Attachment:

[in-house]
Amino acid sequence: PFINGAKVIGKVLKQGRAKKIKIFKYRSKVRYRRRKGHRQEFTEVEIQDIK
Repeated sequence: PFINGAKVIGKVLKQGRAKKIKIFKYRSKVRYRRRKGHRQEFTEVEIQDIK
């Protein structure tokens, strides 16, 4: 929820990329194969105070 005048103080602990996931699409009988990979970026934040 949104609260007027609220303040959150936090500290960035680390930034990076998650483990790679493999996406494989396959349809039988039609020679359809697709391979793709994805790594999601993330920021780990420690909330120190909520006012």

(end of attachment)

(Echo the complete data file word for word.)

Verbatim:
[in-house]
Amino acid sequence: PFINGAKVIGKVLKQGRAKKIKIFKYRSKVRYRRRKGHRQEFTEVEIQDIK
Repeated sequence: PFINGAKVIGKVLKQGRAKKIKIFKYRSKVRYRRRKGHRQEFTEVEIQDIK
């Protein structure tokens, strides 16, 4: 929820990329194969105070 005048103080602990996931699409009988990979970026934040 949104609260007027609220303040959150936090500290960035680390930034990076998650483990790679493999996406494989396959349809039988039609020679359809697709391979793709994805790594999601993330920021780990420690909330120190909520006012």